Responding to Critiques of Calvinism

When writing an article that finds its way to the internet, there is often feedback, both positive and negative. The process, including the negative reactions, can actually sharpen the thought process or enable things to be communicated in a better, more helpful way.

Sometimes though, someone is so irate that they call the doctrine you have espoused devilish and heretical. It is not always appropriate to respond. It can be a great time waster. However, sometimes, providing a response, while it may not help the person who first wrote, (in that they are not in any way open to receive a measured response) might be helpful for on-lookers so that they might know there are good answers available.

Way back in 2005 I wrote an article on 2 Peter 3:9 ( discussing the verse in its biblical context. Today, almost 12 years later, someone named Vanessa wrote with a very critical review. I thought it worth the brief time it took to respond:

My responses are in bold (so it is easy to follow):

This argument makes the scripture redundant, and like most Calvinist beliefs, is composed of circular reasoning that is inconsistent when drawn out to its logical conclusions.

You would need to prove this point rather than simply asserting it.

Also, just because the epistle is addressed to the elect does not mean that when it says “all” it is referring only to the people the letter is addressed to. That is a faulty conclusion. Could you not write a letter to a particular someone and be talking about humankind in general? Why is that so hard to fathom? All means all. If he meant “all of you reading this”, he would have said “all of you reading this”.

All does not always mean all. Context tells us what the ‘all” means. Just as when a teacher asks “are we all here?” he/she is referring to students in his/her class, or a mother asking “are we all in the car?” she is asking about all her children, not everyone on the planet. Your argument seems to be “just ignore context, all means all, and I think it is just dead wrong to even ask the question ‘who might the “all” refer to. That just over complicates things.’

Secondly, your argument makes the passage redundant because it would be like saying “Hi everyone who God chose for salvation, God wants you to come to repentance and be saved. If everyone reading it is elect and only saved because God thought they were special, then why point out that God wants them to be saved?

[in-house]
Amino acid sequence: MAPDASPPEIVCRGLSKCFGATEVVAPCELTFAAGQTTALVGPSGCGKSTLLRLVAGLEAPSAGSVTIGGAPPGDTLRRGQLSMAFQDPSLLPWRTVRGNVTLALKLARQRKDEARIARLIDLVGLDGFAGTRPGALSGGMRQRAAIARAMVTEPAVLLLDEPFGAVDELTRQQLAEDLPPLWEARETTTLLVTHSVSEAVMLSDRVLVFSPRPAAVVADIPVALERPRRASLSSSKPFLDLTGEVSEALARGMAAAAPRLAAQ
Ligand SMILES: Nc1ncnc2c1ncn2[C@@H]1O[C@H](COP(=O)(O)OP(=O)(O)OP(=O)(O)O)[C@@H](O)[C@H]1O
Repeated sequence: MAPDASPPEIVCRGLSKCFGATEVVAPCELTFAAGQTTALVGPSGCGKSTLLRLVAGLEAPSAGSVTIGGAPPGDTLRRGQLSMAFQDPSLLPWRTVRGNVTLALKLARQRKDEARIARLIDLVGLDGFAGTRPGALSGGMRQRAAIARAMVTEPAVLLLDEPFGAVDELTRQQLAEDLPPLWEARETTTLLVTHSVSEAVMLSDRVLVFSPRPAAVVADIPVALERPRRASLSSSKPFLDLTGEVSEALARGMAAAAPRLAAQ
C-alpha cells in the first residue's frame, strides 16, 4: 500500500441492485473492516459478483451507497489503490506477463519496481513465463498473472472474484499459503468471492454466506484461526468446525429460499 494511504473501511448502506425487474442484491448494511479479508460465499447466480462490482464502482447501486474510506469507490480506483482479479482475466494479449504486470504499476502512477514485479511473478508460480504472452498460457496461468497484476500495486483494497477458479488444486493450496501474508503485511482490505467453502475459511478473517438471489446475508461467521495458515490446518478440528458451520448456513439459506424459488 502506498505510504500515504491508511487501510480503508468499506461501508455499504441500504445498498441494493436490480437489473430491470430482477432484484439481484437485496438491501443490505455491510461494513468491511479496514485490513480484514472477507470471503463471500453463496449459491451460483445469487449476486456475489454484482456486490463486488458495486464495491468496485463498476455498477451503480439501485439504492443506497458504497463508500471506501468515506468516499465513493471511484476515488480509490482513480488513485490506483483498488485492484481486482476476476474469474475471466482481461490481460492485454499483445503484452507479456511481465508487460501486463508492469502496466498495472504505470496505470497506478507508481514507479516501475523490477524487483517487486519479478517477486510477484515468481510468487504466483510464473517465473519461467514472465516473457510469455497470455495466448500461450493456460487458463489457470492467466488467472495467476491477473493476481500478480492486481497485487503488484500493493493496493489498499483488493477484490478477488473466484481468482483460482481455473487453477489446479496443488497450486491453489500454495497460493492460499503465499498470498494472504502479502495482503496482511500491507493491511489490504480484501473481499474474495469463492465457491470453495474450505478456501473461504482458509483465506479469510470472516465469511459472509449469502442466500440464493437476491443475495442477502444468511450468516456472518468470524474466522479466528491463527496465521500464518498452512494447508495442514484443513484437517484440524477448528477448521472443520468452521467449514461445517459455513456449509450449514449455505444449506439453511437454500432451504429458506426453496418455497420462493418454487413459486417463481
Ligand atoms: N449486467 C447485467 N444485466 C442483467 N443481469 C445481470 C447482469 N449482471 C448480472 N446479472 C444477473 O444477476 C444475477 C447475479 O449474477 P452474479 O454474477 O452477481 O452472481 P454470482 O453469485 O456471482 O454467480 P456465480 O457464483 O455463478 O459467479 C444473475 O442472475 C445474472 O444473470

Firstly, none of the elect are special, they have simply received a different measure of Divine grace and favor. Secondly, the point of the passage is to show why Christ’s second coming has not occurred as of yet, namely because God is not willing for any of His people to perish but to come to repentance. It is not redundant in any way at all to say this.

Of course He wants them saved if, according to Calvinism, they are saved through no choice of their own because God basically forced himself on them.

Straw man! – the elect do choose Christ, willingly, because of the Sovereign work of God in the heart.

Calvinism is false doctrine straight from the devil.

Well, isn’t that nice? Actually I honestly fear for you when you stand before the great I Am and find that He is every bit as Sovereign as the Calvinists have affirmed and you are called to account for your words here. For our part, “We give our hand to every man that loves the Lord Jesus Christ, be he what he may or who he may. The doctrine of election, like the great act of election itself, is intended to divide, not between Israel and Israel, but between Israel and the Egyptians, not between saint and saint, but between saints and the children of the world. A man may be evidently of God’s chosen family, and yet though elected, may not believe in the doctrine of election. I hold that there are many savingly called, who do not believe in effectual calling, and that there are a great many who persevere to the end, who do not believe the doctrine of final perseverance. We do hope the hearts of many are a great deal better than their heads. We do not set their fallacies down to any willful opposition to the truth as it is in Jesus but simply to an error in their judgments, which we pray God to correct. We hope that if they think us mistaken too, they will reciprocate the same Christian courtesy; and when we meet around the cross, we hope that we shall ever feel that we are one in Christ Jesus.” – C. H. Spurgeon)